The true value of a steal is more like 2-3 pts. You prevent the other team from getting shot off (worth about 1 pt) and you get a very likely score (worth about 2 points). But to get the steal you probably gambled and left somebody open (worth some negative fraction of a point). Open court steals, like what PatBev can do, are the best because you do them without leaving anybody open and you are almost guaranteed to score.
     
  17. haoafu

    haoafu Contributing Member

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    In advanced stats, steal rate is one of the best indicator for future success of prospects.

    Think of it in similar way of blocks...blocks itself is not that valuable, but its impact on overall game plan is huge if the rim protection forces opponents to change strategy.

    And blocks don't necessarily change possesions, so steals are more valuable in general.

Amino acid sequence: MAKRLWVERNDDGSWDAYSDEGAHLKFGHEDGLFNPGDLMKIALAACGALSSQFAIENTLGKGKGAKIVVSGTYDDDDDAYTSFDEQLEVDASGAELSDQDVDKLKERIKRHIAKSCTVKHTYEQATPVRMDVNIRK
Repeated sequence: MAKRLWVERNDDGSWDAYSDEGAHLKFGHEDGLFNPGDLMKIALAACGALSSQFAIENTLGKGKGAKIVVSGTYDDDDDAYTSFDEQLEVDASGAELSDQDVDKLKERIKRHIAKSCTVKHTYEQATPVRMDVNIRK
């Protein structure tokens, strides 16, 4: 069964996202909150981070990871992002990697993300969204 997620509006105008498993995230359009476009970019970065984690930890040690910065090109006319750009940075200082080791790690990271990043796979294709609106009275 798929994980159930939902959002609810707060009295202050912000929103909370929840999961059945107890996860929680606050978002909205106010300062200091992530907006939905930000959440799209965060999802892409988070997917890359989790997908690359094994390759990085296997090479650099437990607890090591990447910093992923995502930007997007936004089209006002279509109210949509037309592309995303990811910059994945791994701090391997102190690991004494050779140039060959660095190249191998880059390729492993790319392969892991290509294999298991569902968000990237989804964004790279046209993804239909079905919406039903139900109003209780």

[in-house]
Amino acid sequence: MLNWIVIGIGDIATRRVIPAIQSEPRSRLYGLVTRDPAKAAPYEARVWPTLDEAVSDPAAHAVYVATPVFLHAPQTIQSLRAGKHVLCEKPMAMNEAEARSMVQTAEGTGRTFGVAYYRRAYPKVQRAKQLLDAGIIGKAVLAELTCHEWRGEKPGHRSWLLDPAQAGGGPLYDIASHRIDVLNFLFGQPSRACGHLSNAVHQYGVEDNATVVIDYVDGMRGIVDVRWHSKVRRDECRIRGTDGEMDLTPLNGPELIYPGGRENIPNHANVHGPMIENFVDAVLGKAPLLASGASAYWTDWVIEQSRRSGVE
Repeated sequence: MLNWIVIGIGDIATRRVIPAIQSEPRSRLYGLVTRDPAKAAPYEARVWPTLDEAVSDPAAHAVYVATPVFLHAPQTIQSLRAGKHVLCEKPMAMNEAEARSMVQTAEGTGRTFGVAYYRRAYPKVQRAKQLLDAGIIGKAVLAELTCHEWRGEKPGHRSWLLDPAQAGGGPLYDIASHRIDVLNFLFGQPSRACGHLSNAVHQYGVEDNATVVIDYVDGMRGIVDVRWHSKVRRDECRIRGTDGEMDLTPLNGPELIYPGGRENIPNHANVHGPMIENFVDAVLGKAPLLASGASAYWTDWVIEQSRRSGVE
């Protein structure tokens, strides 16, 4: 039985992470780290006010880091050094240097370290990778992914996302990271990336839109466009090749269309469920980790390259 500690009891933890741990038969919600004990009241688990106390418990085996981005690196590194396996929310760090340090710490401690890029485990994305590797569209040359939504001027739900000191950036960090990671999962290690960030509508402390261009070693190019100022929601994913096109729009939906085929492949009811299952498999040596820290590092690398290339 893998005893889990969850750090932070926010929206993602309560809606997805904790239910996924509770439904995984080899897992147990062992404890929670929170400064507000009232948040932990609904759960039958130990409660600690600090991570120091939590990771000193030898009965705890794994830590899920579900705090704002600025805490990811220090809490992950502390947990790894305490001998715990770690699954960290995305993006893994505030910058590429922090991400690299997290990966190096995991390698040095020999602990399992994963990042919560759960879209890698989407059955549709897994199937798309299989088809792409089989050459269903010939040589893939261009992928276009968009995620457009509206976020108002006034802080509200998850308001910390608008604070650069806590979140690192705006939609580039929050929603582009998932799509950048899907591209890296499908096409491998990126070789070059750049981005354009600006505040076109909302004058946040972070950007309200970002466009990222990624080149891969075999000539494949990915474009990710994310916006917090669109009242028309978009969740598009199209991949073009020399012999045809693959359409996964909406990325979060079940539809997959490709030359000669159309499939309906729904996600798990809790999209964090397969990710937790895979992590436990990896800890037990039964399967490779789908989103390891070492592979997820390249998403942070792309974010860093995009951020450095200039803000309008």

Talking about gambling, it's very hard to intentionally gamble and actually get steals in NBA. Doing it too often will be exploited by the offense, and more likely cause unnecessary fouls. Nobody's going to get 5 steals in a game even if he intentionally trys so hard at it.
     
  18. Joe Joe

    Joe Joe Go Stros!
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    Article treats everything as a linear relationship to value. It doesn't look at efficiency. Philly scores about 98 points per game, but those points have very little value as they were created inefficiently. Steals for the most part have a decent efficiency as long as overall defensive effectiveness is impacted.